, ,

31 Oct 2016

Halloween Music: Camille Saint-Saens, Danse Macabre

, ,

29 Aug 2016

Definitions of Musicians



13 more here

15 Jul 2016

Franz Schubert: “Der Leiermann”

, , , ,

16 Jan 2016

Music and Math

, ,

How is it that Beethoven, who is celebrated as one of the most significant composers of all time, wrote many of his most beloved songs while going deaf? The answer lies in the math behind his music. Using the “Moonlight Sonata”, we can begin to understand the way Beethoven was able to convey emotion and creativity using the certainty of mathematics.


The standard piano octave consists of 13 keys, each separated by a half step. A standard major or minor scale uses 8 of these keys with 5 whole step intervals and 2 half step ones.


The first half of measure 50 of “Moonlight Sonata” consists of three notes in D major, separated by intervals called thirds that skip over the next note in the scale. By stacking the notes first, third, and fifth notes – D, F sharp, and A – we get a harmonic pattern known as a triad.


But, these aren’t just arbitrary magic numbers. Rather, they represent the mathematical relationship between the pitch frequencies of different notes, which form a geometric series. The stacking of these three frequencies creates ‘consonance’, which sounds naturally pleasant to our ears. Examining Beethoven’s use of both consonance and dissonance can help us begin to understand how he added the unquantifiable elements of emotion and creativity to the certainty of mathematics.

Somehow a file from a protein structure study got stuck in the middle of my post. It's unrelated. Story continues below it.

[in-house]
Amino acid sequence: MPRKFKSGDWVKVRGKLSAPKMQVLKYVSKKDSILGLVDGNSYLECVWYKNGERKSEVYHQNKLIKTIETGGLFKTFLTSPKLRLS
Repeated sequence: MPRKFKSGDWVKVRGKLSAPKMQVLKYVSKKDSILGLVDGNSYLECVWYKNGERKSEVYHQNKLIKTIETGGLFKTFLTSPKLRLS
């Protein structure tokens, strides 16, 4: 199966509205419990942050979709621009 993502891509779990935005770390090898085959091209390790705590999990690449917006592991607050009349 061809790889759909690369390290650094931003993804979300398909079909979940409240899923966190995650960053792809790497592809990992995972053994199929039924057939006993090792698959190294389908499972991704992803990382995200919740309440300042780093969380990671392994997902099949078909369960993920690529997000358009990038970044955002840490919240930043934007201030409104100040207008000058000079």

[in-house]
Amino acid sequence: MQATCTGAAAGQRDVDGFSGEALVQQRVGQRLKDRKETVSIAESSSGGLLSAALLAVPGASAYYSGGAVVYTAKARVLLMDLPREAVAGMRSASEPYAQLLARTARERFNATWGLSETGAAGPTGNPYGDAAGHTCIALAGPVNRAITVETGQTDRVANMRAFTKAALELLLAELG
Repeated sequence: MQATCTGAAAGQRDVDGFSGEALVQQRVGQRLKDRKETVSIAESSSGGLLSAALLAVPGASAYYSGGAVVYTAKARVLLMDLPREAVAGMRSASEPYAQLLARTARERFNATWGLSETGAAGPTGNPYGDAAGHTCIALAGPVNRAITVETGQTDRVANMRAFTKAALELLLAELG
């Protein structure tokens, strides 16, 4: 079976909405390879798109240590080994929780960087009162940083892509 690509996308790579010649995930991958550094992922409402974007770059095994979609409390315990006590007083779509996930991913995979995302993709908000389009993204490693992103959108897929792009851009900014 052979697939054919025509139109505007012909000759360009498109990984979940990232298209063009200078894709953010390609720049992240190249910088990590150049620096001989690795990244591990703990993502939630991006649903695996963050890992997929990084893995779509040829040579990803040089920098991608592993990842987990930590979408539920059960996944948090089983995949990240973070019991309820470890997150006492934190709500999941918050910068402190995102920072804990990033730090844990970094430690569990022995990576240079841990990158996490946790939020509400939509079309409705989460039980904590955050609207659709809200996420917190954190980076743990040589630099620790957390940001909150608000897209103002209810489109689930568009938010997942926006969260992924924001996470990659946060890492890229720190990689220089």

For a deeper dive into the mathematics of the “Moonlight Sonata”, watch the TED-Ed Lesson Music and math: The genius of Beethoven – Natalya St. Clair

Animation by Qa’ed Mai

Via Ratak Monodosico.

17 Dec 2015

Beethoven’s Birthday


Bust of Beethoven in the room where he was born. Bonn, Germany, 17 December 1770. (photo,1934)

String Quartet no.15 op.132 “Lydian”- Budapest String Quartet.

06 Sep 2015

Anti-Pachebel Rant

, ,

Hat tip to Karen L. Myers.

06 May 2015

Vivaldi: Summer, From the Four Seasons


Trondheim Soloists. Artistic Director: Øyvind Gimse. Soloist Mari Silje Samuelsen.

Via Ratak Monodosico.

18 Aug 2014

Salut Salon: “Wettstreit zu viert” — “Competition of Four”

, ,

An excerpt from the film, “Salut Salon: Lady-Power im Quartet” by Ralf Pfleger about the Hamburg female quartet, Salut Salon.


The complete film.

Your are browsing
the Archives of Never Yet Melted in the 'Classical Music' Category.

Entries (RSS)
Comments (RSS)
Feed Shark